As I put the helm over 15 degrees starboard to join the Durham Freeway, I remembered those ‘hops’, the free, space-available flights from Andrews Air Force Base to nearly every location in the world except maybe where you lived. Was there ever a more disappointing 1MC announcement then “For the information of all hands, the hop to …..XXXXX…… has been cancelled.” Of course, there are tales of planes loaded with mids headed for Omaha or Los Angeles only to suffer mechanical issues requiring hours of delay or eventual cancellation, but such news via the halls IMC had to rank with going C-A-C on the previously mentioned EN201 course (I know a mid who suffered this. Lt. Prof said that ‘anyone can have a lucky day taking a test.’ I prayed nightly for his orders to include Port Services Officer in Bahrain after a tour as Main Space MPA on a very old CV).
And when I think of ‘hops to hometowns at Christmas Leave’, I recall the story of the midshipman, and only he can verify this story as it may be someone else’s story or not even a story at all, whose hop to an Air Base in a remote North Dakota town hung in there/remained on the manifest until the bitter end. As the casualty list of hops to larger and more familiar naval stations and Air Force bases was updated on a daily basis, this one to the south of Canada hung in there like the lone plebe scaling Herndon. Until the afternoon of the day that the Brigade left for Christmas Leave. “For the information of all hands, the hop to Minot, North Dakota has been cancelled.” Certainly, the announcement was repeated, but the damage could not be increased.
It seemed that as soon as the fabled 1MC clicked-off, Midshipman Miller flashed down the hall with B-4 and AWOL bag in tow – it looked as though they were chasing him. Now this is the part that I don’t know, so either I have some of the facts or I invented all of the facts and I’ve told this part of the story for years: that Miller got to the 6th wing parking lot; there sat one of the revered Diamond Cabs from Baltimore trolling for a fare; that said Midshipman tossed gear into back seat; barked that he would pay $20 to get to Friendship by H-Hour (the departure hour of a flight to Minneapolis); relevant to the urgency of the matter was that said flight’s take-off was only an hour away from the moment Miller began to board the Diamond Cab; you may also wish to note that $20 was quite the sum in the pre-inflation 1970s; hearing of such a bounty, the Diamond Cab EOOW hit the gas creating sparks from the midshipman’s Corfam shoes sliding on the gravel as he jumped the brow; word is that he made the flight on time.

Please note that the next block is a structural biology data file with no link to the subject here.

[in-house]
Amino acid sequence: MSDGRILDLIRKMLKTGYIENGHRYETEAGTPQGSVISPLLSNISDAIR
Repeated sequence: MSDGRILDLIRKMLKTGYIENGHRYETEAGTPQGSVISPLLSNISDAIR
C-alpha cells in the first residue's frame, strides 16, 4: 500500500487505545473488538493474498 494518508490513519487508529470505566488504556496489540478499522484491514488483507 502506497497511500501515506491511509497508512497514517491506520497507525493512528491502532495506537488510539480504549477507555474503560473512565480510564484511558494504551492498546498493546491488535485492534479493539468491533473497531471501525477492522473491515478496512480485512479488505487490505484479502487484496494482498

I could be misinformed about some or all of this tale; nonetheless I repeat it with confidence whenever opportune, e.g. over beers with the class of 00s at an Army game. The tale or fable is well received by all as it validates a heritage of risk, clear thinking under pressure, elegant resource management and an unquenchable desire to succeed. May we all be cut from the same cloth is the hope. Next time that I tell or make-up this story, I think that I’ll add that most of the hops were props. One has never enjoyed air travel until one knows the experience of sitting in cargo webbing, freezing under a blanket, vibrating one’s way at 400 knots, wondering if that vehicle in the middle of the cargo-hold was tied-down the way it should be by that stoned air crewman sitting across from me.
As I pulled into my driveway on Friday, it occurred to me that I too should have taken a Diamond Cab instead of hopping aboard that firstie’s ‘free ride.’ After all, a day of leave, as Midshipman Clawson would surely have advised, had to be worth $20.
Merry Christmas. Independent muster is granted to all for the worship services of your choice.